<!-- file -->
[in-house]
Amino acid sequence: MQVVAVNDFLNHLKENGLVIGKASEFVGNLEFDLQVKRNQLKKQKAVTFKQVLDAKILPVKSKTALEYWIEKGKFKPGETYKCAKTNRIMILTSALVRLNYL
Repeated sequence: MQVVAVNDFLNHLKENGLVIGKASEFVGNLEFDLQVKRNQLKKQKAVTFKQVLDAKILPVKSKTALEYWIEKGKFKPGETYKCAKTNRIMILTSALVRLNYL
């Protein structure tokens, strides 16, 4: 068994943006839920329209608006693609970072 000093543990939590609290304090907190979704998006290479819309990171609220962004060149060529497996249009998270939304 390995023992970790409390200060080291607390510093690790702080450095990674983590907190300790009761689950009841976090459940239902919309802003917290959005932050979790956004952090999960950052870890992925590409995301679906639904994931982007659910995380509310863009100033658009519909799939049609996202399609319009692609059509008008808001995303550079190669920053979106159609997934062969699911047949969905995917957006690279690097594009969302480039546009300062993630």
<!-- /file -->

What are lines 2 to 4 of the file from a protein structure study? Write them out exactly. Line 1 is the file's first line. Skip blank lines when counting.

Amino acid sequence: MQVVAVNDFLNHLKENGLVIGKASEFVGNLEFDLQVKRNQLKKQKAVTFKQVLDAKILPVKSKTALEYWIEKGKFKPGETYKCAKTNRIMILTSALVRLNYL
Repeated sequence: MQVVAVNDFLNHLKENGLVIGKASEFVGNLEFDLQVKRNQLKKQKAVTFKQVLDAKILPVKSKTALEYWIEKGKFKPGETYKCAKTNRIMILTSALVRLNYL
């Protein structure tokens, strides 16, 4: 068994943006839920329209608006693609970072 000093543990939590609290304090907190979704998006290479819309990171609220962004060149060529497996249009998270939304 390995023992970790409390200060080291607390510093690790702080450095990674983590907190300790009761689950009841976090459940239902919309802003917290959005932050979790956004952090999960950052870890992925590409995301679906639904994931982007659910995380509310863009100033658009519909799939049609996202399609319009692609059509008008808001995303550079190669920053979106159609997934062969699911047949969905995917957006690279690097594009969302480039546009300062993630």